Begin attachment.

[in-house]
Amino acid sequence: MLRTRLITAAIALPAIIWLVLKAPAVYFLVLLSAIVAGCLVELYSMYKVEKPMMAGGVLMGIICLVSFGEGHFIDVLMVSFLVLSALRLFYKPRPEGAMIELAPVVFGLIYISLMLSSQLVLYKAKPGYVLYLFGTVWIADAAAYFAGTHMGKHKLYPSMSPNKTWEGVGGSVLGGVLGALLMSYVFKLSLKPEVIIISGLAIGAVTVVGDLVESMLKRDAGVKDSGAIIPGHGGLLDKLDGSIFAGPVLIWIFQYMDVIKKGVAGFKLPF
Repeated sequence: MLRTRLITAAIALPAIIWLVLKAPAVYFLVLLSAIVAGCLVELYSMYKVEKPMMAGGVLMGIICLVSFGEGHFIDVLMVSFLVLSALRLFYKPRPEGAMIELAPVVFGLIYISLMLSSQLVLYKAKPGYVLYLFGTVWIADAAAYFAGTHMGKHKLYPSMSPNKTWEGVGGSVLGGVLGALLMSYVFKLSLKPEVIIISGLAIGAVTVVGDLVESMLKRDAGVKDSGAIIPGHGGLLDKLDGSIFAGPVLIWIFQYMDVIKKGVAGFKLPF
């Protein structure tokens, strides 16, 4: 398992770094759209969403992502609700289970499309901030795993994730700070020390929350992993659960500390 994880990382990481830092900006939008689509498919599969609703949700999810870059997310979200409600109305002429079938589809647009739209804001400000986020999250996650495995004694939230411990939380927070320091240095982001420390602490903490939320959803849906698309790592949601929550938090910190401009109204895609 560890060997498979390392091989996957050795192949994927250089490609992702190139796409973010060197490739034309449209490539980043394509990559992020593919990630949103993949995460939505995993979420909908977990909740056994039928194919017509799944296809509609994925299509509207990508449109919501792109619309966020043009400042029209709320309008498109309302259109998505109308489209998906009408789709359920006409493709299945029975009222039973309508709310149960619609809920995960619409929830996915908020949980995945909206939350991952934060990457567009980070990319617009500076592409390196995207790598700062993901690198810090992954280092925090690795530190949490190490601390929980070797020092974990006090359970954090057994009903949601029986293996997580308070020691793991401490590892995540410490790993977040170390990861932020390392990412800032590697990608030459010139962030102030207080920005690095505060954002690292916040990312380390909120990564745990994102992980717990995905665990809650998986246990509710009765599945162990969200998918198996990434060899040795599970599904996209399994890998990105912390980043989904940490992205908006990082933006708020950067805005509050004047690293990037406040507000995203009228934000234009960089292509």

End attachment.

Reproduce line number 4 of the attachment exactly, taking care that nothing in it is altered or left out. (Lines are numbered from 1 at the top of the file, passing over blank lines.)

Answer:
């Protein structure tokens, strides 16, 4: 398992770094759209969403992502609700289970499309901030795993994730700070020390929350992993659960500390 994880990382990481830092900006939008689509498919599969609703949700999810870059997310979200409600109305002429079938589809647009739209804001400000986020999250996650495995004694939230411990939380927070320091240095982001420390602490903490939320959803849906698309790592949601929550938090910190401009109204895609 560890060997498979390392091989996957050795192949994927250089490609992702190139796409973010060197490739034309449209490539980043394509990559992020593919990630949103993949995460939505995993979420909908977990909740056994039928194919017509799944296809509609994925299509509207990508449109919501792109619309966020043009400042029209709320309008498109309302259109998505109308489209998906009408789709359920006409493709299945029975009222039973309508709310149960619609809920995960619409929830996915908020949980995945909206939350991952934060990457567009980070990319617009500076592409390196995207790598700062993901690198810090992954280092925090690795530190949490190490601390929980070797020092974990006090359970954090057994009903949601029986293996997580308070020691793991401490590892995540410490790993977040170390990861932020390392990412800032590697990608030459010139962030102030207080920005690095505060954002690292916040990312380390909120990564745990994102992980717990995905665990809650998986246990509710009765599945162990969200998918198996990434060899040795599970599904996209399994890998990105912390980043989904940490992205908006990082933006708020950067805005509050004047690293990037406040507000995203009228934000234009960089292509």